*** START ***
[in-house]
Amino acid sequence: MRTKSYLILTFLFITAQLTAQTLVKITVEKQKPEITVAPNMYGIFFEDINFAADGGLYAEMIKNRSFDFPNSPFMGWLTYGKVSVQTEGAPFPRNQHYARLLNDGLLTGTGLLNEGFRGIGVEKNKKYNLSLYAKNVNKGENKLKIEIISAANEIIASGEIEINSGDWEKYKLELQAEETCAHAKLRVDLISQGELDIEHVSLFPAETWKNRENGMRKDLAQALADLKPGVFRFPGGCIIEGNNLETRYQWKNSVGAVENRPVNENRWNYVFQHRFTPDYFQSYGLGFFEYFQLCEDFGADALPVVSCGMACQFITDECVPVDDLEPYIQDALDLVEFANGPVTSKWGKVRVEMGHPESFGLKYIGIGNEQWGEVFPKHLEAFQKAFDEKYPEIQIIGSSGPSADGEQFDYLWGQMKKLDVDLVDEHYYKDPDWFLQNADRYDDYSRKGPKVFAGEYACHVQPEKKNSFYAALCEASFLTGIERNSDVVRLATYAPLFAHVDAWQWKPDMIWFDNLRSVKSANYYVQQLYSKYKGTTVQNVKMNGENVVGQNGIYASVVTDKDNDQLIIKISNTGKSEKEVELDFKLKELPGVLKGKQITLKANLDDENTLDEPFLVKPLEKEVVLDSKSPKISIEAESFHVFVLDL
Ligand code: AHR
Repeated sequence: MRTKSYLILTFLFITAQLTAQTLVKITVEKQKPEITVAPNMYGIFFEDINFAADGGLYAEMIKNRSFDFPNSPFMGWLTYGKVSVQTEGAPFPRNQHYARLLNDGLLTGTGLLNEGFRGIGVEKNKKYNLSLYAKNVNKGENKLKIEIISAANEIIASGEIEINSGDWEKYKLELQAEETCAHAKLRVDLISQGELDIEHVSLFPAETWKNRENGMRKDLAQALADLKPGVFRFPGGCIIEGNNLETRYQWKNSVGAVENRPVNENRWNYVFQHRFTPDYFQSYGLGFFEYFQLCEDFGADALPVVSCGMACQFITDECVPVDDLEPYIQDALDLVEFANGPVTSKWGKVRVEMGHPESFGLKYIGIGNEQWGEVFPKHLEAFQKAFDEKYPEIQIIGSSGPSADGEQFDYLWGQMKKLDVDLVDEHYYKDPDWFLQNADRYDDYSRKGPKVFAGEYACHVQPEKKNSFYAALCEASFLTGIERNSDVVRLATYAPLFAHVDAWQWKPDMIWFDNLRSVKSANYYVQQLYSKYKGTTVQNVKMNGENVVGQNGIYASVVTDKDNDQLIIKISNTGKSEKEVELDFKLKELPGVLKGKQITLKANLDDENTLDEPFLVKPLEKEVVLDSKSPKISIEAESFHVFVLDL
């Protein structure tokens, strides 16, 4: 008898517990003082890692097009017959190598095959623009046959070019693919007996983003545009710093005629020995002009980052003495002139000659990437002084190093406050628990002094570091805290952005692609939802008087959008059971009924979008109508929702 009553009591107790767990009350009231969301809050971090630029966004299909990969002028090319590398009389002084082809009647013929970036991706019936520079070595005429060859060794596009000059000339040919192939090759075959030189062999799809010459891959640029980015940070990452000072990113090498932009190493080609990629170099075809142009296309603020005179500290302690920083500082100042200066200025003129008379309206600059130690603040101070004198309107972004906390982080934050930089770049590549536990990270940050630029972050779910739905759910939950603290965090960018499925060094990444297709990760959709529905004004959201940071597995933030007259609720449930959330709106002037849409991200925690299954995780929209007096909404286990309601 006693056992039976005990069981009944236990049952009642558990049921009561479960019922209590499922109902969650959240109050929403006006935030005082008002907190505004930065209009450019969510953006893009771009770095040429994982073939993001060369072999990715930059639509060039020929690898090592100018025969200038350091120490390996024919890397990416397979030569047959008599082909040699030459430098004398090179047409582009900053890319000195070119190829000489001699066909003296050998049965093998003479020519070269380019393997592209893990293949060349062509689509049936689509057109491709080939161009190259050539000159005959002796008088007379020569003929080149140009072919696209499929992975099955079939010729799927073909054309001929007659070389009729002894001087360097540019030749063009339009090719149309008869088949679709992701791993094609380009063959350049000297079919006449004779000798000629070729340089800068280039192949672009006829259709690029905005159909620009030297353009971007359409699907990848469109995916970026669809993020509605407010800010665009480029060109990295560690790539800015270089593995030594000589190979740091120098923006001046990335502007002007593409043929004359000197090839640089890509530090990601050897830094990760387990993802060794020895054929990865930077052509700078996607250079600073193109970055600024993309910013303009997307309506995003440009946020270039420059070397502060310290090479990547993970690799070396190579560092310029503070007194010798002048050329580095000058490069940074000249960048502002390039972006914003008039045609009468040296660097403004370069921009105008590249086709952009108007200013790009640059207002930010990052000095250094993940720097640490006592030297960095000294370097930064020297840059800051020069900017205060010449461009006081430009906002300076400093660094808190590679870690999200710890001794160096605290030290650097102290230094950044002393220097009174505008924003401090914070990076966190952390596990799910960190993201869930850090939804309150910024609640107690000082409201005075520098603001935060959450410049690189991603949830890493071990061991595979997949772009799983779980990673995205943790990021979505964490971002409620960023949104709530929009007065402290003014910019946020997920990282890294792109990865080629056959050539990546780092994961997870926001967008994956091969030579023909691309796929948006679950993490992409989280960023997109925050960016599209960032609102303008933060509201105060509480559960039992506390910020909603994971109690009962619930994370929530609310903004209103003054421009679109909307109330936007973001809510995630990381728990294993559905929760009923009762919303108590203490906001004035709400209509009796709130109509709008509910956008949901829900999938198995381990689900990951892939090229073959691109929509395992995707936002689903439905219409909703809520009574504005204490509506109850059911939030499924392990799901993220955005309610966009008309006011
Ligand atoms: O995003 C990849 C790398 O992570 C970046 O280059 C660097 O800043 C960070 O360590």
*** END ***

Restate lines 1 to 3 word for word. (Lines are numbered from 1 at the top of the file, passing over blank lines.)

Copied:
[in-house]
Amino acid sequence: MRTKSYLILTFLFITAQLTAQTLVKITVEKQKPEITVAPNMYGIFFEDINFAADGGLYAEMIKNRSFDFPNSPFMGWLTYGKVSVQTEGAPFPRNQHYARLLNDGLLTGTGLLNEGFRGIGVEKNKKYNLSLYAKNVNKGENKLKIEIISAANEIIASGEIEINSGDWEKYKLELQAEETCAHAKLRVDLISQGELDIEHVSLFPAETWKNRENGMRKDLAQALADLKPGVFRFPGGCIIEGNNLETRYQWKNSVGAVENRPVNENRWNYVFQHRFTPDYFQSYGLGFFEYFQLCEDFGADALPVVSCGMACQFITDECVPVDDLEPYIQDALDLVEFANGPVTSKWGKVRVEMGHPESFGLKYIGIGNEQWGEVFPKHLEAFQKAFDEKYPEIQIIGSSGPSADGEQFDYLWGQMKKLDVDLVDEHYYKDPDWFLQNADRYDDYSRKGPKVFAGEYACHVQPEKKNSFYAALCEASFLTGIERNSDVVRLATYAPLFAHVDAWQWKPDMIWFDNLRSVKSANYYVQQLYSKYKGTTVQNVKMNGENVVGQNGIYASVVTDKDNDQLIIKISNTGKSEKEVELDFKLKELPGVLKGKQITLKANLDDENTLDEPFLVKPLEKEVVLDSKSPKISIEAESFHVFVLDL
Ligand code: AHR